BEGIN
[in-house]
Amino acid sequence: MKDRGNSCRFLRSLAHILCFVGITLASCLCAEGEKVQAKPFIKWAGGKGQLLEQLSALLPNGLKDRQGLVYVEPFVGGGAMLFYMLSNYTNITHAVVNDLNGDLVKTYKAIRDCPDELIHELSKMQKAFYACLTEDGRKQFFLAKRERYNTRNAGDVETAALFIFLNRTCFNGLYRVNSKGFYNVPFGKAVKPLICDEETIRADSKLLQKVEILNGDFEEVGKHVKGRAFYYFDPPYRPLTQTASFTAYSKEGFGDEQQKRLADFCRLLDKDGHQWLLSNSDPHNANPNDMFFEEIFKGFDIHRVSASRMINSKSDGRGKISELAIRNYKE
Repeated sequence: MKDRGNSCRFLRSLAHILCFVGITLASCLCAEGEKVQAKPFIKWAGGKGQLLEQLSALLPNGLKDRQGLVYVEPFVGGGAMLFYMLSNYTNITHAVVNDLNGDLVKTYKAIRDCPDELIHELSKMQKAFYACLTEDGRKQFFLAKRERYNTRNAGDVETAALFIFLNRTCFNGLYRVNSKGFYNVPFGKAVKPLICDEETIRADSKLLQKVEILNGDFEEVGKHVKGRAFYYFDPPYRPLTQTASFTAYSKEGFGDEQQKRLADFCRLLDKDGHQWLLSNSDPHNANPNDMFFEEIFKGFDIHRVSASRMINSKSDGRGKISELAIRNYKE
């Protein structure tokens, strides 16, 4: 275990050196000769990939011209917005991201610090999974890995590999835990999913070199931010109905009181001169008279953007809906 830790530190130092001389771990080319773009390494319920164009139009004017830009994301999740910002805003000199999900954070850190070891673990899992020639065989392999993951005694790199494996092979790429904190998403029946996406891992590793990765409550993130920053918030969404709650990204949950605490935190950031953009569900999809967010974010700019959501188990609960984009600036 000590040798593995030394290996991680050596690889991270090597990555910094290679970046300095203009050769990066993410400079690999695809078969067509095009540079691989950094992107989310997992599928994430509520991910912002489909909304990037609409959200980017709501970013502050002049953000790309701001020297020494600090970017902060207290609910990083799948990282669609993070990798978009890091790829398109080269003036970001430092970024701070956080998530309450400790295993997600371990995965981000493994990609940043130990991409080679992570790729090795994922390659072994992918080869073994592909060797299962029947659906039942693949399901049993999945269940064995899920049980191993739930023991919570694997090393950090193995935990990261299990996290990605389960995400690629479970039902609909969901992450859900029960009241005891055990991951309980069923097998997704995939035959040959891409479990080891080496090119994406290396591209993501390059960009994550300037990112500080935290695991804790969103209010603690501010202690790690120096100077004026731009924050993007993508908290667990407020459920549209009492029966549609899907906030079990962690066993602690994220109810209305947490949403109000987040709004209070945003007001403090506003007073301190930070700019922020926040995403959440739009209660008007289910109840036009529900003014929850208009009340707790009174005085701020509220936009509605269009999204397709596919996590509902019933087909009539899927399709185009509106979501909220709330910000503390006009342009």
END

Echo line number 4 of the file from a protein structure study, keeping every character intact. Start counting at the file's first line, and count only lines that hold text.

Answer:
């Protein structure tokens, strides 16, 4: 275990050196000769990939011209917005991201610090999974890995590999835990999913070199931010109905009181001169008279953007809906 830790530190130092001389771990080319773009390494319920164009139009004017830009994301999740910002805003000199999900954070850190070891673990899992020639065989392999993951005694790199494996092979790429904190998403029946996406891992590793990765409550993130920053918030969404709650990204949950605490935190950031953009569900999809967010974010700019959501188990609960984009600036 000590040798593995030394290996991680050596690889991270090597990555910094290679970046300095203009050769990066993410400079690999695809078969067509095009540079691989950094992107989310997992599928994430509520991910912002489909909304990037609409959200980017709501970013502050002049953000790309701001020297020494600090970017902060207290609910990083799948990282669609993070990798978009890091790829398109080269003036970001430092970024701070956080998530309450400790295993997600371990995965981000493994990609940043130990991409080679992570790729090795994922390659072994992918080869073994592909060797299962029947659906039942693949399901049993999945269940064995899920049980191993739930023991919570694997090393950090193995935990990261299990996290990605389960995400690629479970039902609909969901992450859900029960009241005891055990991951309980069923097998997704995939035959040959891409479990080891080496090119994406290396591209993501390059960009994550300037990112500080935290695991804790969103209010603690501010202690790690120096100077004026731009924050993007993508908290667990407020459920549209009492029966549609899907906030079990962690066993602690994220109810209305947490949403109000987040709004209070945003007001403090506003007073301190930070700019922020926040995403959440739009209660008007289910109840036009529900003014929850208009009340707790009174005085701020509220936009509605269009999204397709596919996590509902019933087909009539899927399709185009509106979501909220709330910000503390006009342009």